Ross Douthat has been engaged in a dialogue with Matt Yglesias about dating vs. hooking up, and whether the latter makes it harder to settle down, a dialogue which I found fairly predictable (possibly because I’ve followed this argument for a long time) until the most recent entry:

If you look at Figure 1 in this 2012 paper on how Americans meet their mates, you basically see that many of non-collegiate modes of meeting a partner have been in free-fall since the 1990s. . . . and the internet, predictably, has exploded. This trend may not be a bad thing for marriage as an institution: So far, the data on unions formed online looks pretty encouraging, and it’s possible that the internet is helping to compensate for the eclipse of other forms of community, rather than contributing directly to those other forms’ eclipse.

But it seems fair to assume that there are still a lot of people who would prefer to meet their future spouse the old fashioned way — through initial flesh-and-blood encounters embedded in a larger pre-existing social network. If that’s your preference, the university campus is one of the few flesh-and-blood arenas that seems to be holding its own as a place to form lasting attachments. So for those Americans who do attend college, the case for taking advantage of its denser-than-average social landscape might actually get stronger as the non-virtual alternatives decline.

As so often with the discussions of the effect of the internet on this or that social arrangement, I suspect the impact is on-balance quite positive, with meaningful costs that are not always visible until much later.

The internet, after all, offers enormous advantages over any traditional dating mechanism. First, there’s the vastly larger selection to choose from. Then, there’s the ability to gather information – a great deal of information – anonymously and safely. Finally, there’s the far lower likelihood of a failed experiment causing collateral damage to one’s preexisting social network.

And some objections to internet dating can readily be dispensed with. For example, some might object that it encourages a “shopping” mentality in dating – but the obvious counter is: compared to what? A “shopping” mentality goes very deep in the whole culture of dating – indeed, goes all the way back to arranged marriages. The internet just provides far greater information far more safely.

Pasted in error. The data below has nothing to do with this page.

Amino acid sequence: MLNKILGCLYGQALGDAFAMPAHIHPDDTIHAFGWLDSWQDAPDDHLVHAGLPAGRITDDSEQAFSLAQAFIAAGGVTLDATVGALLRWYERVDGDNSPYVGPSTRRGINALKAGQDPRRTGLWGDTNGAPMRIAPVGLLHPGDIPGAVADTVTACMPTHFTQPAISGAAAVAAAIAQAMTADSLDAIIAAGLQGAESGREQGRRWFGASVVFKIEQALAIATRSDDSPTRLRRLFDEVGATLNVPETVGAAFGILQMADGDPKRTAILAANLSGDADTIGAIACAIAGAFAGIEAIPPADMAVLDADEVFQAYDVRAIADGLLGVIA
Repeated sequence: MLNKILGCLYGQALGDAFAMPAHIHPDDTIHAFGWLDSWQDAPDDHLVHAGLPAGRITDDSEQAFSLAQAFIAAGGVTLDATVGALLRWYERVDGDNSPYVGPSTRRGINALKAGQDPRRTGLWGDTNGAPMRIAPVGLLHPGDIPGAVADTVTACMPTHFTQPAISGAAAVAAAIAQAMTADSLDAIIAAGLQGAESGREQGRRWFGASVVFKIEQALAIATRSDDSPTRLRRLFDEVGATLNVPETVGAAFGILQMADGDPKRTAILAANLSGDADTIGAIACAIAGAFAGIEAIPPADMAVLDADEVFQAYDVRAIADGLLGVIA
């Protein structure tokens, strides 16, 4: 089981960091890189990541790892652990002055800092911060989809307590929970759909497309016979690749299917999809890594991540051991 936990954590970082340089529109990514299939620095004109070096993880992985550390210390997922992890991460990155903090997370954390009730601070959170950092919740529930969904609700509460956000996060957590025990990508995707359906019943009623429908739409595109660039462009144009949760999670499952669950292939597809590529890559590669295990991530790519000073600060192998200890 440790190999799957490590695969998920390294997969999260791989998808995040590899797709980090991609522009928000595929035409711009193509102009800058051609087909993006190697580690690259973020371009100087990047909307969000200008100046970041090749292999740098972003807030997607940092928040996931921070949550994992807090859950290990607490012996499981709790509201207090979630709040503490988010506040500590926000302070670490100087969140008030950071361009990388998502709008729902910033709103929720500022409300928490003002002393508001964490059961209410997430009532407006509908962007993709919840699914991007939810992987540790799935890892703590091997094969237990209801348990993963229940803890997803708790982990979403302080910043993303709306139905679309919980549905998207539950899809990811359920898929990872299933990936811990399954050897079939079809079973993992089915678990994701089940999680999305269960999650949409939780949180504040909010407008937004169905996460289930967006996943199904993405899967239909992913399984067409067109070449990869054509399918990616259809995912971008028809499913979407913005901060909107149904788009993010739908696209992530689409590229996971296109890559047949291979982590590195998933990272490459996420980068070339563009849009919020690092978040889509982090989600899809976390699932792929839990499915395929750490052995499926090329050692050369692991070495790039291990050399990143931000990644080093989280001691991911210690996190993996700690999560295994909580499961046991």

An anecdote in this regard. A sometime friend of mine (we haven’t seen each other in a few years, but I still consider us friendly) once, when still single, expressed his fear of not finding a mate to an Orthodox rabbi he knew. The rabbi said: have no fear. Come to my house, and I’ll make the arrangements. What do you mean, you’ll make the arrangements? I mean, you’ll let me know some basic information, and I’ll find a girl who is similarly inclined, and you’ll come to my house for me to make the introductions. And then we’ll make the match. But – my friend objected – how will I really know if she’s right for me? Tell me something, said the rabbi, are you ready to get married? Really ready? Because here’s the thing: when a man is really ready, any uterus will do.

My friend declined the invitation, and instead joined JDate. He’s now happily married, with kids.

The hidden costs of internet dating aren’t some much to the romantic “market” as to the rest of society. How many young people don’t go to church or synagogue because there’s no reason to go there to meet marital prospects? And once that dynamic starts, it inevitably accelerates, as the residual group who does show up is increasingly untenable romantically (because they are there for other reasons – or can’t find an “adequate” mate digitally). Then there’s the problem that if you meet someone digitally, you’re probably meeting someone with a distinct social circle – as opposed to someone from within your own social world. That’s good if the relationship doesn’t work out – less risk of collateral damage. But it creates complications if the relationship results in marriage, as now you have two circles to navigate that don’t overlap well. That happens plenty if you meet in meatspace, of course, but it’s much more certain to happen if you meet digitally than if you meet, say, at church.

And then there’s the loss of “serendipity.” You meet online, and there’s no ambiguity: this is the one you looked for, and selected, from the available choices. You meet in an East Village cafe at two in the morning, and the experience could be something totally unexpected – something that changes your life. The former, logically, has a lower probability of failure. But it also has a lower probability of surprise. (For that very reason, internet matchmaking seems unlikely to appeal to twenty-somethings who don’t “need” to get married; it’s synergistic, in other words, with a culture of hooking up/experimenting/focusing on career for a period, and then settling down.)

The hidden costs of internet dating, in other words, look a lot like the hidden costs of internet retailing. It’s great for the consumer, but it has real social costs as, for example, the neighborhood bookstore goes out of business.

What I’d expect to see as time goes by is a “barbell” distribution of age of marriage among the college-educated: a small hump of marriages at the end of and soon after graduation from college, then a trough, then another, much bigger hump in the early 30s, with a long tail extending into the early 40s.

Which doesn’t strike me as problematic at all, except in terms of the ability of the two barbells to understand each other.